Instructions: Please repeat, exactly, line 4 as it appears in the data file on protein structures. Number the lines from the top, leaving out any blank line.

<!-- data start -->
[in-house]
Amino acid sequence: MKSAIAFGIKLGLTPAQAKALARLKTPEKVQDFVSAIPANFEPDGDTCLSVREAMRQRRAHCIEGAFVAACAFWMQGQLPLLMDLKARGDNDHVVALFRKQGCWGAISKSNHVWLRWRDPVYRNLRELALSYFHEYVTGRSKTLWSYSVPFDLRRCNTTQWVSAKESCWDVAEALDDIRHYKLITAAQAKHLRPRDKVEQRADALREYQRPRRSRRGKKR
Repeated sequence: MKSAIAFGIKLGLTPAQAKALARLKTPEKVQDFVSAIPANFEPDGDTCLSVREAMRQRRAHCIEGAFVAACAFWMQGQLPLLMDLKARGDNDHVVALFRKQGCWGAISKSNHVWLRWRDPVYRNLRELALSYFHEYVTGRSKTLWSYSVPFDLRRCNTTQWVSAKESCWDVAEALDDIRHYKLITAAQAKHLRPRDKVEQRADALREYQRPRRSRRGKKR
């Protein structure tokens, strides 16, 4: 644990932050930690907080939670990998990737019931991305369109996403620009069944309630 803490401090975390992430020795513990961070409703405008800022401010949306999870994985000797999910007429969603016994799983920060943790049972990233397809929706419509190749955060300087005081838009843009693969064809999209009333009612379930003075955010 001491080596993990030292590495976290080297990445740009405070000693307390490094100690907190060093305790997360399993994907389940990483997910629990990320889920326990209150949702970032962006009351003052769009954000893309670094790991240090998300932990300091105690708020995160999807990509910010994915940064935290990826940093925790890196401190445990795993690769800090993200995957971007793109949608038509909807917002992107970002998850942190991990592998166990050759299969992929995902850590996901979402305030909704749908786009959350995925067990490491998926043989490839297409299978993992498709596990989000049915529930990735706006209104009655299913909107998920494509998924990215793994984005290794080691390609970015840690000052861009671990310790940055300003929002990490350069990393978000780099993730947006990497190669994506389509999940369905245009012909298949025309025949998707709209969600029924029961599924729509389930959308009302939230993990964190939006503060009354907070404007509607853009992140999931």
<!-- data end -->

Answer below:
């Protein structure tokens, strides 16, 4: 644990932050930690907080939670990998990737019931991305369109996403620009069944309630 803490401090975390992430020795513990961070409703405008800022401010949306999870994985000797999910007429969603016994799983920060943790049972990233397809929706419509190749955060300087005081838009843009693969064809999209009333009612379930003075955010 001491080596993990030292590495976290080297990445740009405070000693307390490094100690907190060093305790997360399993994907389940990483997910629990990320889920326990209150949702970032962006009351003052769009954000893309670094790991240090998300932990300091105690708020995160999807990509910010994915940064935290990826940093925790890196401190445990795993690769800090993200995957971007793109949608038509909807917002992107970002998850942190991990592998166990050759299969992929995902850590996901979402305030909704749908786009959350995925067990490491998926043989490839297409299978993992498709596990989000049915529930990735706006209104009655299913909107998920494509998924990215793994984005290794080691390609970015840690000052861009671990310790940055300003929002990490350069990393978000780099993730947006990497190669994506389509999940369905245009012909298949025309025949998707709209969600029924029961599924729509389930959308009302939230993990964190939006503060009354907070404007509607853009992140999931």